You will need to prove that a user has consented to have their data stored. This could mean adding an event to your cookies acceptance, for example.
Get a timestamp for permissions granted and keep a log.
Keeping this data in a CSV is advisable, as it is then easily accessed and shown to a Data Protection Officer, if needed. Also, if a customer asks why you have held data on them, you have clear proof that they have consented actively and can advise them of this.
Data must be stored so that it is easy for controllers to download/amend/delete on request.
The EU citizen’s right to be informed and to access, amend and erase the data held about them is paramount and this could mean a review of where this is kept, how easy it is for you to access/download for the user and delete.
If data is requested, the ICO outlines that “You must provide the personal data in a structured, commonly used and machine readable form. Open formats include CSV files. Machine readable means that the information is structured so that software can extract specific elements of the data. This enables other organisations to use the data”.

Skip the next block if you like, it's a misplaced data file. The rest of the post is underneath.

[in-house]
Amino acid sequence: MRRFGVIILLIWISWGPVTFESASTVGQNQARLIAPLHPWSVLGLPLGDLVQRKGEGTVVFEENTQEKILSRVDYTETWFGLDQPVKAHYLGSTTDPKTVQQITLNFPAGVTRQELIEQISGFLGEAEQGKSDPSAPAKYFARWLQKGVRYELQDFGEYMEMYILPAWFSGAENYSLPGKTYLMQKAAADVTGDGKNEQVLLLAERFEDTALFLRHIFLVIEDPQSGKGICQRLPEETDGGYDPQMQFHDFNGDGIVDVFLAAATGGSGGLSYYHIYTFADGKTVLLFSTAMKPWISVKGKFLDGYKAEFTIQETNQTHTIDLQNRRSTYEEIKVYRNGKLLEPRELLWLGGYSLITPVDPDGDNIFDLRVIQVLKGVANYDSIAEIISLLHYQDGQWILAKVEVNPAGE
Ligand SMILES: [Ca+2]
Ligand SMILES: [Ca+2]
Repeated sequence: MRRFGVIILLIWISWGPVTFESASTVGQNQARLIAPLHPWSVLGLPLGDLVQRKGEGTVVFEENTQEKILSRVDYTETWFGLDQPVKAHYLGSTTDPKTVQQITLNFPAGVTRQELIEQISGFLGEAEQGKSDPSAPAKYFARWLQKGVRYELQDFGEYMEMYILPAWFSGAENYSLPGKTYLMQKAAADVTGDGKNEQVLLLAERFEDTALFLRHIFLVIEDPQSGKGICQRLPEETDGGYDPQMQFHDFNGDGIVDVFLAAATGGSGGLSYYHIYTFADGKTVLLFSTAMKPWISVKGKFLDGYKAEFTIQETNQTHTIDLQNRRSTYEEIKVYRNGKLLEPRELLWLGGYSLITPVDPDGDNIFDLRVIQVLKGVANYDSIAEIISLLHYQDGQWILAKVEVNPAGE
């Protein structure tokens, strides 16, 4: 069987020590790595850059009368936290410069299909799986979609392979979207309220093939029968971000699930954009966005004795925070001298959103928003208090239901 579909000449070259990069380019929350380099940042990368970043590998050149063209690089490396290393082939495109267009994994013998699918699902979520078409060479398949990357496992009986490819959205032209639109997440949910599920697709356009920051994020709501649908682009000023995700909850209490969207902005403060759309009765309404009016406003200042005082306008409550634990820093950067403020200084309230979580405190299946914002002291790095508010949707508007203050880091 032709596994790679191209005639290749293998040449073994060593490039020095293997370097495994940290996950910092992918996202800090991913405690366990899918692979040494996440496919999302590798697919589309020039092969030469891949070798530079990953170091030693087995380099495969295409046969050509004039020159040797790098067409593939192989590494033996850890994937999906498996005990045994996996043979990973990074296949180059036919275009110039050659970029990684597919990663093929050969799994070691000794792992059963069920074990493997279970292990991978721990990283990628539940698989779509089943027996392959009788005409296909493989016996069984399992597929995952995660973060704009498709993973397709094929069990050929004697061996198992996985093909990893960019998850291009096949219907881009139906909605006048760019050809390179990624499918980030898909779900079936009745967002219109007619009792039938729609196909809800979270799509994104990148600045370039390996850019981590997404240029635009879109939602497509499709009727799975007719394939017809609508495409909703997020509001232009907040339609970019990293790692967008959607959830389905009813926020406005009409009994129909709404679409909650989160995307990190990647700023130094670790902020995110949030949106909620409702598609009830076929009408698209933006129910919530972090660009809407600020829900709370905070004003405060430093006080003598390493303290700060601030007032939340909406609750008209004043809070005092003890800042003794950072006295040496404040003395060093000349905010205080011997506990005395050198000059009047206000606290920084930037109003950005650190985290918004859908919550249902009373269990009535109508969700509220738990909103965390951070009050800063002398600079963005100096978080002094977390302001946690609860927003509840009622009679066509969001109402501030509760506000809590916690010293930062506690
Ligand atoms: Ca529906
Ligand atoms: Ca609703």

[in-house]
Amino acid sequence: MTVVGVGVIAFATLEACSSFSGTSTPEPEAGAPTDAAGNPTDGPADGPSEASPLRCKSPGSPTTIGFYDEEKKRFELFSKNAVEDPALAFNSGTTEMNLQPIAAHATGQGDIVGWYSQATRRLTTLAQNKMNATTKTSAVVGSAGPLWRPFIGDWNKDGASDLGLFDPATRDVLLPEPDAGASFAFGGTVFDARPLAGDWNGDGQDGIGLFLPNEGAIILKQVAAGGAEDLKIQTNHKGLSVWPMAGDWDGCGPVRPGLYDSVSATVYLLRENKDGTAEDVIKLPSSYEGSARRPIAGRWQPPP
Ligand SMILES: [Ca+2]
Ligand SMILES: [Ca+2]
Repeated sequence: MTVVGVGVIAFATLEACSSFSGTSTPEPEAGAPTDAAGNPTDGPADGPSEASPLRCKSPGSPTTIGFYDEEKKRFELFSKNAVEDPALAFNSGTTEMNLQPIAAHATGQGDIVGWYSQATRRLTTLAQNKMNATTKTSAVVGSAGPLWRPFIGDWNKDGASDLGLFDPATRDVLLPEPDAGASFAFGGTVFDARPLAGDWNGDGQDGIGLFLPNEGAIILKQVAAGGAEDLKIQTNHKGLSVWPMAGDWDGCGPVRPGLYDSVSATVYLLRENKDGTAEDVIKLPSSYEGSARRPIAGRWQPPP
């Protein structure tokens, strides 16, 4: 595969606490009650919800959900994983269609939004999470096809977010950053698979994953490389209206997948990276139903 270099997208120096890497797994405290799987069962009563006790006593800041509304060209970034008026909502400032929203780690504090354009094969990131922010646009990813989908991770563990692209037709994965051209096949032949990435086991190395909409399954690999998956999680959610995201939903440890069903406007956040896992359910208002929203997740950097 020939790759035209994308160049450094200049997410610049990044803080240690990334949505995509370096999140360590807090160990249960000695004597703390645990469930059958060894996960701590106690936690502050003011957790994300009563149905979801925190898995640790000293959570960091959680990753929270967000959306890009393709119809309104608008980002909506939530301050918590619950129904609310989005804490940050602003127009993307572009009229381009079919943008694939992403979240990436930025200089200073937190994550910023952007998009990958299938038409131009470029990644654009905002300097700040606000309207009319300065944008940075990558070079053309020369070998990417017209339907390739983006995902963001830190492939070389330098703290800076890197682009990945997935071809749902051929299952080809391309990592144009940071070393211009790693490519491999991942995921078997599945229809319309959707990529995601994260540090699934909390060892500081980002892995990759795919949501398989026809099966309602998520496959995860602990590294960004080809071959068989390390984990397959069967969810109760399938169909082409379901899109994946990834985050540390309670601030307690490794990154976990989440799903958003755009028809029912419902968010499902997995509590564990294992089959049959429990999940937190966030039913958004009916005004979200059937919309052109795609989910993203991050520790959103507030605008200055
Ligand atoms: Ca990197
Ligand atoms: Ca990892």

You must not charge for this service and must complete the request within one month. Accordinging to the ICO, “you can charge a ‘reasonable fee’ when a request is manifestly unfounded or excessive, particularly if it is repetitive”.
Email marketers need to vet their data and data suppliers.
If you buy email data from a third party supplier, you will need to make sure it has been gathered via GDPR-friendly methods. If you have gathered your email data yourself, you will need to evaluate the methods by which you collected it, and re-obtain permission from data subjects if their data has been collected without a double opt-in or with their consent assumed/pre-selected.
Retargeting campaigns will be affected.
It is possible that consent to retarget users could now require consent under GDPR.
According to Campaign Live, brands are going to have to get creative with their online offering or invest in a more “in the moment” approach to marketing. Brands are excited about “moment marketing”; a way of targeting the customer based on what is happening around them at the time, without knowing who they are.